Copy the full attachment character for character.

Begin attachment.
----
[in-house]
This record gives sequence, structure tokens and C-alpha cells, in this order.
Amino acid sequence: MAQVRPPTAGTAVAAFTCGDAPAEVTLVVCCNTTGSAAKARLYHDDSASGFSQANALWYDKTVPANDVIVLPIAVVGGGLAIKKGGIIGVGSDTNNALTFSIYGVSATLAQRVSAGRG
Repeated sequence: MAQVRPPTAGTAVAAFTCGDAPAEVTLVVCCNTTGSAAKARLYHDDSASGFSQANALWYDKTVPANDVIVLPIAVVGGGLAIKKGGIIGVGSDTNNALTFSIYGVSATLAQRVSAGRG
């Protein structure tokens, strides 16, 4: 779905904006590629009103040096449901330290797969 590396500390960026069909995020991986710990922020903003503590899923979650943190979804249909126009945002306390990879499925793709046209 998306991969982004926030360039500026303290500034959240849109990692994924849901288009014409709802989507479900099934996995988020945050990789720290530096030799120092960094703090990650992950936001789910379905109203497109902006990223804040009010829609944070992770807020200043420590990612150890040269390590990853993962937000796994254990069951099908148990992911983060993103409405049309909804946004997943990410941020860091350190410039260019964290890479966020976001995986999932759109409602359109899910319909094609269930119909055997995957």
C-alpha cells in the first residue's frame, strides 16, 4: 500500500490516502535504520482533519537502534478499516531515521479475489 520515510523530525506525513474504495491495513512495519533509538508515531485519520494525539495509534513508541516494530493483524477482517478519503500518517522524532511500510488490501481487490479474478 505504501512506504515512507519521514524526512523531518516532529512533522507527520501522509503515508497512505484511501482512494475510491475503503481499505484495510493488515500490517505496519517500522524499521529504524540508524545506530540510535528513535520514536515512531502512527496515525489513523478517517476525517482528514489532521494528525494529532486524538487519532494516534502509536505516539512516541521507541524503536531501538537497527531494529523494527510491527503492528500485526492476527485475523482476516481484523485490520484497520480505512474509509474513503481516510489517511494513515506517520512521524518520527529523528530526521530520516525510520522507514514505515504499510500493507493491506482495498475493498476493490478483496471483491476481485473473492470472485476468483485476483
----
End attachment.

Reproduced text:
[in-house]
This record gives sequence, structure tokens and C-alpha cells, in this order.
Amino acid sequence: MAQVRPPTAGTAVAAFTCGDAPAEVTLVVCCNTTGSAAKARLYHDDSASGFSQANALWYDKTVPANDVIVLPIAVVGGGLAIKKGGIIGVGSDTNNALTFSIYGVSATLAQRVSAGRG
Repeated sequence: MAQVRPPTAGTAVAAFTCGDAPAEVTLVVCCNTTGSAAKARLYHDDSASGFSQANALWYDKTVPANDVIVLPIAVVGGGLAIKKGGIIGVGSDTNNALTFSIYGVSATLAQRVSAGRG
């Protein structure tokens, strides 16, 4: 779905904006590629009103040096449901330290797969 590396500390960026069909995020991986710990922020903003503590899923979650943190979804249909126009945002306390990879499925793709046209 998306991969982004926030360039500026303290500034959240849109990692994924849901288009014409709802989507479900099934996995988020945050990789720290530096030799120092960094703090990650992950936001789910379905109203497109902006990223804040009010829609944070992770807020200043420590990612150890040269390590990853993962937000796994254990069951099908148990992911983060993103409405049309909804946004997943990410941020860091350190410039260019964290890479966020976001995986999932759109409602359109899910319909094609269930119909055997995957």
C-alpha cells in the first residue's frame, strides 16, 4: 500500500490516502535504520482533519537502534478499516531515521479475489 520515510523530525506525513474504495491495513512495519533509538508515531485519520494525539495509534513508541516494530493483524477482517478519503500518517522524532511500510488490501481487490479474478 505504501512506504515512507519521514524526512523531518516532529512533522507527520501522509503515508497512505484511501482512494475510491475503503481499505484495510493488515500490517505496519517500522524499521529504524540508524545506530540510535528513535520514536515512531502512527496515525489513523478517517476525517482528514489532521494528525494529532486524538487519532494516534502509536505516539512516541521507541524503536531501538537497527531494529523494527510491527503492528500485526492476527485475523482476516481484523485490520484497520480505512474509509474513503481516510489517511494513515506517520512521524518520527529523528530526521530520516525510520522507514514505515504499510500493507493491506482495498475493498476493490478483496471483491476481485473473492470472485476468483485476483